Tuesday, May 1, 2012

#TMRTE 2012: Who’s Your Superman?

Not the shirt worn by Dr. Pradeep
Today, The Market Research Technology Event kicked off with a keynote from Dr. A.K. Pradeep from Neurofocus Inc..  First, let me say that he caught my eye at the coffee station before the presentation not because of his super intelligence but because of his rock ‘n roll shirt.  Seriously, this shirt could be worn by John Taylor from Duran Duran and I mean that in a good way.  It was a righteous shirt.

You take a risk when you wear a shirt like that.  You better pay it off – and he did.    He engaged the audience on the topic of engagement – clever man.  He shared many useful observations about engagement, social media and retail.  He also mentioned Apple and Steve Jobs at least four times.  This was interesting to me because one of his tips included associating yourself and your brand with Apple, which I would say he did very, very well.

This made me think a little harder about Apple and its impact on digital design and product design overall.  Certainly the strides Apple has made in visual intuitiveness are undeniable.  And, the contributions made to the elegance of functional products are well appreciated, even by me.  But do we all want to look like Apple?  Dr. Pradeep essentially said if you don’t have “candy colored buttons” and swipe finger activation you’re out of the game.   I take issue with that.  In fact I like to call it the Tyranny of Apple and it’s the death of creativity.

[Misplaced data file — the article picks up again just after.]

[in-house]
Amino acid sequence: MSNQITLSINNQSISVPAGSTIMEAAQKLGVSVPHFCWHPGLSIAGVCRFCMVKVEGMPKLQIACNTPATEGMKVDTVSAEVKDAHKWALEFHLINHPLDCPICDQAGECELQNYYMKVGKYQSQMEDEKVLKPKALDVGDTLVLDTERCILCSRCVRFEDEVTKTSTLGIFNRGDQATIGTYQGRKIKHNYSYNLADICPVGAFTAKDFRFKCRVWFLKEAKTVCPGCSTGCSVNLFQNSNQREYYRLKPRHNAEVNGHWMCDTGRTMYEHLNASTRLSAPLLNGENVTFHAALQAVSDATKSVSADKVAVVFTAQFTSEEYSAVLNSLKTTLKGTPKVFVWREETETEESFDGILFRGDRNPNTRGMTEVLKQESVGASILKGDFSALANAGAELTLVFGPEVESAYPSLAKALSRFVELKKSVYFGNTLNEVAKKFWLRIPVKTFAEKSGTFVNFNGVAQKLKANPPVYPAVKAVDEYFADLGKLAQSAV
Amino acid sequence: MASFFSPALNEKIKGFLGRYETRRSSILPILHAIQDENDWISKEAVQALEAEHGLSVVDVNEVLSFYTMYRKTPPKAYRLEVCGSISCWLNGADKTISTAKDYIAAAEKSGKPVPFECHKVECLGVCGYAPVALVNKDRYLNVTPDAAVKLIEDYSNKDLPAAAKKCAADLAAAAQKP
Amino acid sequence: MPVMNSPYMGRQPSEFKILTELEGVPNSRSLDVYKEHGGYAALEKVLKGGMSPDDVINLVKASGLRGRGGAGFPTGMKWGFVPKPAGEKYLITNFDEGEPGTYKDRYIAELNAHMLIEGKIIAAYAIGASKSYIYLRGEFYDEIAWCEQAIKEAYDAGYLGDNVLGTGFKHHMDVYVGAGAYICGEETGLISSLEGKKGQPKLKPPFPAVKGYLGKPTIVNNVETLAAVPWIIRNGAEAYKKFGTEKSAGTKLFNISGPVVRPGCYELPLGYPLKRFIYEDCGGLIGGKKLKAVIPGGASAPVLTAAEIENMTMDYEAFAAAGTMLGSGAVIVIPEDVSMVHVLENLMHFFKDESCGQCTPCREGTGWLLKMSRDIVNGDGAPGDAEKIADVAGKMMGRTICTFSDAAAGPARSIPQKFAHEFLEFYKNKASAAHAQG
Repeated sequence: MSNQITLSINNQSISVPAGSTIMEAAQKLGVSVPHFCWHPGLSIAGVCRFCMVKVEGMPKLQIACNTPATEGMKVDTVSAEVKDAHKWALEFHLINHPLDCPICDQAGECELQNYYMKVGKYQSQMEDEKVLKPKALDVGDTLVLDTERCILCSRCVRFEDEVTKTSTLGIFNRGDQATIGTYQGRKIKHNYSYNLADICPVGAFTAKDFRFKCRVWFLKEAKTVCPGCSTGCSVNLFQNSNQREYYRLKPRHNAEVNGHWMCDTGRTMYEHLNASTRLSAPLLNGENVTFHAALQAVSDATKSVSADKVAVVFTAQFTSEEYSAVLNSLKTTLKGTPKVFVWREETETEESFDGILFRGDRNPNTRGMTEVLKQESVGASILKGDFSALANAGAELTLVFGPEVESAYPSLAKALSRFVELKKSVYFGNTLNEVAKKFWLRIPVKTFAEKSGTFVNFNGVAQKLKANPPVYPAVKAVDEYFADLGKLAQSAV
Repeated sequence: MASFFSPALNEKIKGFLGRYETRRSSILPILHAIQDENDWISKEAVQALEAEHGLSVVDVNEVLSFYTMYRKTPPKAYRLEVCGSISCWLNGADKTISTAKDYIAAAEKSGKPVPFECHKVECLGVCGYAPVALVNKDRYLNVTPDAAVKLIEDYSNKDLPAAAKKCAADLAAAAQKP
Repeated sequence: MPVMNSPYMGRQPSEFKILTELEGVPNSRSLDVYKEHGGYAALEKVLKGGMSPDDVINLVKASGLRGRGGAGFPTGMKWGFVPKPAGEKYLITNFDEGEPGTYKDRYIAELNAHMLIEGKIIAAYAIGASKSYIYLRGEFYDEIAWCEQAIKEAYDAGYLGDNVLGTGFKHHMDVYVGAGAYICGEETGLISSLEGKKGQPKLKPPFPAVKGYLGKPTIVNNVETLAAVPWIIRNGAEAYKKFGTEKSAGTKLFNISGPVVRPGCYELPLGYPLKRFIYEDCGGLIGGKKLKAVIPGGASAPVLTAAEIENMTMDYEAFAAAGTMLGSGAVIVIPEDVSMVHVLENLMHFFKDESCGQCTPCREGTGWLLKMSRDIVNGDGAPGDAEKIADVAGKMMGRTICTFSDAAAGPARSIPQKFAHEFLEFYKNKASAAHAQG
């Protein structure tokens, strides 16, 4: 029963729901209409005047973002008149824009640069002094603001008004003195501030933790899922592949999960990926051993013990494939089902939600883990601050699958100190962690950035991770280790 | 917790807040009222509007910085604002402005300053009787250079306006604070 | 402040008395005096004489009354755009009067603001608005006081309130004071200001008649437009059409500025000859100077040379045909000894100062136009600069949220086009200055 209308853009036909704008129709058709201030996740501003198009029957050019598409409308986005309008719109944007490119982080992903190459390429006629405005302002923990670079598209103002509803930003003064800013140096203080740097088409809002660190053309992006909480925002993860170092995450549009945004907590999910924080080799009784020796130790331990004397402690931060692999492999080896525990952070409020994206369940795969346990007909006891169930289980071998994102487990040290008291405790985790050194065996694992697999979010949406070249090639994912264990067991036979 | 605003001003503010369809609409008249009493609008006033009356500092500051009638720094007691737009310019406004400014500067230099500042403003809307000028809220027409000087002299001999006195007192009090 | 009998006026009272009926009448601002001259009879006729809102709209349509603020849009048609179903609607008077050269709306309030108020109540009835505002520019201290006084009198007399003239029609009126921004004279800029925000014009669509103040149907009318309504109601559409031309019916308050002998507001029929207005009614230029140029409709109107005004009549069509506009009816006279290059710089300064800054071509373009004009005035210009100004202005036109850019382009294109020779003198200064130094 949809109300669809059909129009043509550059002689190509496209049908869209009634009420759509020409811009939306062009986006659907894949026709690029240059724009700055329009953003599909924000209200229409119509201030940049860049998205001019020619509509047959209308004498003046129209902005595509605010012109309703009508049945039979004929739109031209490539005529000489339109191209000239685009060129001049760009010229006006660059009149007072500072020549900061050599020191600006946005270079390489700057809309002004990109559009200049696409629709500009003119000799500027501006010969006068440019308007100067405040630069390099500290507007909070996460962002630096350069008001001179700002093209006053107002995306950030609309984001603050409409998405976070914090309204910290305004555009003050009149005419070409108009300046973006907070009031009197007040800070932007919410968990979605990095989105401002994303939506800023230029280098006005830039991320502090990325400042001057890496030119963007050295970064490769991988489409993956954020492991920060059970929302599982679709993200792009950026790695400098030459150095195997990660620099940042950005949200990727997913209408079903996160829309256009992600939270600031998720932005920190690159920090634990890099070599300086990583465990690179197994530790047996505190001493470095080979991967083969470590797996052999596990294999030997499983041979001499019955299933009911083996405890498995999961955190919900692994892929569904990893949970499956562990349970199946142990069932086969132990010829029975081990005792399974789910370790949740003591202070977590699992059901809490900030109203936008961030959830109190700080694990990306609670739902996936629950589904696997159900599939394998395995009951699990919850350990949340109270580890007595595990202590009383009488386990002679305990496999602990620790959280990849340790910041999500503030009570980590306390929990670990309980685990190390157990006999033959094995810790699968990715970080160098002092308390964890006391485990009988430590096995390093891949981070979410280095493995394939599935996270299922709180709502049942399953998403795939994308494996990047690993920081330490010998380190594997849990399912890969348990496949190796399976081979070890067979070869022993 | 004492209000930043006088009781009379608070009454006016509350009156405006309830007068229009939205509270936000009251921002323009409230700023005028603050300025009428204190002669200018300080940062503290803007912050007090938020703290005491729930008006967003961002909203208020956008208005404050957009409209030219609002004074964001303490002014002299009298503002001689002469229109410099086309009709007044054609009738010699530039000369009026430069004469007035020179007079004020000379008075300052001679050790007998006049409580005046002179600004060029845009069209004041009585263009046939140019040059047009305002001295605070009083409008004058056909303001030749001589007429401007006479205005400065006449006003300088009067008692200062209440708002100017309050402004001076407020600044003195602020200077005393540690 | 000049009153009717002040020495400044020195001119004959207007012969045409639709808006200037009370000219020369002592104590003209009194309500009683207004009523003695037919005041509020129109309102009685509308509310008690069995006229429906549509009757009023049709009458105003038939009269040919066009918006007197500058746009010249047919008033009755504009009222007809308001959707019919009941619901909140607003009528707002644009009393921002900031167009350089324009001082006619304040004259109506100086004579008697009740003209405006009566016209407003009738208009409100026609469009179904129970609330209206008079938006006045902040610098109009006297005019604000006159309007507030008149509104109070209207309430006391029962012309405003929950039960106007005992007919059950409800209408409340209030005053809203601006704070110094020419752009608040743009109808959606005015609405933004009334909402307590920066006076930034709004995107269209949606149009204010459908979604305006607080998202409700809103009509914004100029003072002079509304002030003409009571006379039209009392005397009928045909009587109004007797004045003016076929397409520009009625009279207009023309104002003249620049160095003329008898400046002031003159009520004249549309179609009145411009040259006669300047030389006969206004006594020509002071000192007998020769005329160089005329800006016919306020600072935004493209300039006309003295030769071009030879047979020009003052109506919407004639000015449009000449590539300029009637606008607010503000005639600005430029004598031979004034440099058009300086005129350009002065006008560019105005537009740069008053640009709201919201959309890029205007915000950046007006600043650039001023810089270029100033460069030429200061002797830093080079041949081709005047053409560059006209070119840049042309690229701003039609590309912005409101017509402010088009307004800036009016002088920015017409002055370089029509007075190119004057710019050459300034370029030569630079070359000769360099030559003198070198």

I think the useful role for Apple (if you are not Apple) is as a nemesis.  A nemesis is not an enemy but a worthy opponent who makes us all strive harder.  Think about Batman.   His nemesis is not the Joker.  It’s Superman.   Superman can fly, leap tall, run fast.  Batman must apply innovation to develop tools to keep up with Superman and often fights evil in his own way.  He doesn’t say, “I need to be like Superman.”  It’s not possible, really, so he creates his own path.

Dr.  Pradeep also said that “what they (Apple) do seeps into everything.”  That’s right and that’s a good thing.  We should be inspired by Apple and use it to set new standards for achieving intuitive survey designs.  We should not be limited by Apple and assume that there is only one way to achieve intuitiveness.   This point is not to be like Apple but to be visually intuitive in user interfaces and elegant in our product design solutions -- to succeed in our own way.   Like Batman striving to surpass Superman, the more we think of Apple as a bar set high, the more our creative solutions will help our businesses thrive.





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